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Weighted Gini-Simpson Quadratic Index of Biodiversity for Interdependent Species

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DOI: 10.4236/ns.2014.67044    2,547 Downloads   3,511 Views   Citations


The weighted Gini-Simpson quadratic index is the simplest measure of biodiversity which takes into account the relative abundance of species and some weights assigned to the species. These weights could be assigned based on factors such as the phylogenetic distance between species, or their relative conservation values, or even the species richness or vulnerability of the habitats where these species live. In the vast majority of cases where the biodiversity is measured the species are supposed to be independent, which means that the relative proportion of a pair of species is the product of the relative proportions of the component species making up the respective pair. In the first section of the paper, the main versions of the weighted Gini-Simpson index of biodiversity for the pairs and triads of independent species are presented. In the second section of the paper, the weighted Gini-Simpson quadratic index is calculated for the general case when the species are interdependent. In this instance, the weights reflect the conservation values of the species and the distribution pattern variability of the subsets of species in the respective habitat induced by the inter-dependence between species. The third section contains a numerical example.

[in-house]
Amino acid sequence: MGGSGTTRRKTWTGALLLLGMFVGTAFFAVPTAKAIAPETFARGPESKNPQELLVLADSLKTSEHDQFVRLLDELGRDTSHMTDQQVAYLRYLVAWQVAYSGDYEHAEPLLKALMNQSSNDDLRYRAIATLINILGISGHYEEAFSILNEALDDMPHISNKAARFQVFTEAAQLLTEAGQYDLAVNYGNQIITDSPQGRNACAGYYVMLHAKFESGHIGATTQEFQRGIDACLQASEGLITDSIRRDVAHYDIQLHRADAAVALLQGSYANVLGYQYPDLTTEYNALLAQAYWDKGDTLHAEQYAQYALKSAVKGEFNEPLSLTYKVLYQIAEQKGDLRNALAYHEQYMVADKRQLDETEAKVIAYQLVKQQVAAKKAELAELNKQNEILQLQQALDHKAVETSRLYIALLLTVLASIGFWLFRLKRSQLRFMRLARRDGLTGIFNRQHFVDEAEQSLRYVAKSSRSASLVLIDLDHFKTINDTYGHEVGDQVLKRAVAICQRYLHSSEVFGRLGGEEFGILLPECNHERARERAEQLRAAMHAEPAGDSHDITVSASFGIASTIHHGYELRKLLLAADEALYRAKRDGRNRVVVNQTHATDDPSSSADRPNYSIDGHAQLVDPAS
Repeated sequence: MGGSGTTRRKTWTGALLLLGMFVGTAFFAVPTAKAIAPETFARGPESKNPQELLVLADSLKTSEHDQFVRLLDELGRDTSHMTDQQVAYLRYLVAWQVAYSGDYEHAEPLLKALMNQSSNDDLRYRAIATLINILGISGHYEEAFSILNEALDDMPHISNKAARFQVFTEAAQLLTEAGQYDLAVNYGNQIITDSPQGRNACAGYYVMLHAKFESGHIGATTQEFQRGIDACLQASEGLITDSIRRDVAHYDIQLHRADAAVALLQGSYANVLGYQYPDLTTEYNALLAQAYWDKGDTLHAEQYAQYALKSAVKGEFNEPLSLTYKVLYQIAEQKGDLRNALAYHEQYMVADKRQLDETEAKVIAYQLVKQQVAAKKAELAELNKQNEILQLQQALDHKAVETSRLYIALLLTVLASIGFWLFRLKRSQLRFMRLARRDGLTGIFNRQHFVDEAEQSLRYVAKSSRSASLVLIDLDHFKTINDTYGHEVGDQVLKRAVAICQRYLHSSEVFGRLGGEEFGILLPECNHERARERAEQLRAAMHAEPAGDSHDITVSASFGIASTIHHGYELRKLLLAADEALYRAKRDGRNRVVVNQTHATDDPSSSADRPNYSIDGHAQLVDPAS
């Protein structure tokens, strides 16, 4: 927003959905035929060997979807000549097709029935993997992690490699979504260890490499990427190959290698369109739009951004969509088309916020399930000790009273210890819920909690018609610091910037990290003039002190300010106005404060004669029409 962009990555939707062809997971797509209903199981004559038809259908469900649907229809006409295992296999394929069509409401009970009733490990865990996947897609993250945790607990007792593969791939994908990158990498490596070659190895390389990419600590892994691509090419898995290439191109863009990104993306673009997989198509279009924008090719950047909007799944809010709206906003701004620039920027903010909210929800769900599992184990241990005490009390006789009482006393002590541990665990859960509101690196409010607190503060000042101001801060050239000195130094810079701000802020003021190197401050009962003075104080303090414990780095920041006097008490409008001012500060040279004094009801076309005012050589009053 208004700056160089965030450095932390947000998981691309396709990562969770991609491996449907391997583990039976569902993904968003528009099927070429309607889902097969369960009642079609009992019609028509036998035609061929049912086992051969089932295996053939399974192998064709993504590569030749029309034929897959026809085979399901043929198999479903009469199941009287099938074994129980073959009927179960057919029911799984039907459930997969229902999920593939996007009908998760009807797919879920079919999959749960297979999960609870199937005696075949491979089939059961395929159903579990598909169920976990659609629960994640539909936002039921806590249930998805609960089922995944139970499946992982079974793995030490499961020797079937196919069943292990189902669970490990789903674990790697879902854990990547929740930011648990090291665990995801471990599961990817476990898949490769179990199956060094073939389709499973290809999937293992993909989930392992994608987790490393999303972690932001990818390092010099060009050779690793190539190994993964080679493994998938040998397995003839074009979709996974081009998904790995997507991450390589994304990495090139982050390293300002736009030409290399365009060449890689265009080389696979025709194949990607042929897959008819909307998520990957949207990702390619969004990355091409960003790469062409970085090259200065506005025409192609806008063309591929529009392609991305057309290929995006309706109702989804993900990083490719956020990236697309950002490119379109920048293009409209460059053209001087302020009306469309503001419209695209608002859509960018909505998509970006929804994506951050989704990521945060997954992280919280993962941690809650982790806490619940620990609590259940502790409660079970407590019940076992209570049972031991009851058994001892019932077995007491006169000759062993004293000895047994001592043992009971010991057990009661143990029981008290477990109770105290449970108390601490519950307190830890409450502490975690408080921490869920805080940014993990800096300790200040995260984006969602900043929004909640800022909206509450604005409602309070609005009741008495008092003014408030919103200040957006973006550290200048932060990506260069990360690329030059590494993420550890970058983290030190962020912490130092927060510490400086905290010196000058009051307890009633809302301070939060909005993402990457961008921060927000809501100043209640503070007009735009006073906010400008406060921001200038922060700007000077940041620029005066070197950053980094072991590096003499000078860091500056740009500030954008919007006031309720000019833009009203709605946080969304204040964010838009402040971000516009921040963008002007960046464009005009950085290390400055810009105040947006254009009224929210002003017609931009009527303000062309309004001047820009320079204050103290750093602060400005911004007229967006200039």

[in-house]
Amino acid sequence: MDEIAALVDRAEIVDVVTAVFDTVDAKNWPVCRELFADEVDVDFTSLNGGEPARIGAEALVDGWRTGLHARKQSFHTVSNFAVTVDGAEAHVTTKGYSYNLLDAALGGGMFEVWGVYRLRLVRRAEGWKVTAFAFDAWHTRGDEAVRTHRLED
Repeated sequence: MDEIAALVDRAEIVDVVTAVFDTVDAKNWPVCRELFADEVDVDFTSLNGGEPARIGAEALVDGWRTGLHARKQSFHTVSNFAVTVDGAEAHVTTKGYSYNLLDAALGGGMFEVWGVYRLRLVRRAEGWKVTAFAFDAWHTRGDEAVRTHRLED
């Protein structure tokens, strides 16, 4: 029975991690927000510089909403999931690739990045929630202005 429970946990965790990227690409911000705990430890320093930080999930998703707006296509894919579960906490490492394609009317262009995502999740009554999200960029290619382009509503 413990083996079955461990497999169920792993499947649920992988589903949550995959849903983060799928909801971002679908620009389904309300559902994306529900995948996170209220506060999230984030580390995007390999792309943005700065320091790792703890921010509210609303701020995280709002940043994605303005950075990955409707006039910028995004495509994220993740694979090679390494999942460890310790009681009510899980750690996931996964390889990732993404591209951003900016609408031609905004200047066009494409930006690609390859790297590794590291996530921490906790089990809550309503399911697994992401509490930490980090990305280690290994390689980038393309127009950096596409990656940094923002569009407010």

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The authors declare no conflicts of interest.

Cite this paper

Guiasu, R. and Guiasu, S. (2014) Weighted Gini-Simpson Quadratic Index of Biodiversity for Interdependent Species. Natural Science, 6, 455-466. doi: 10.4236/ns.2014.67044.


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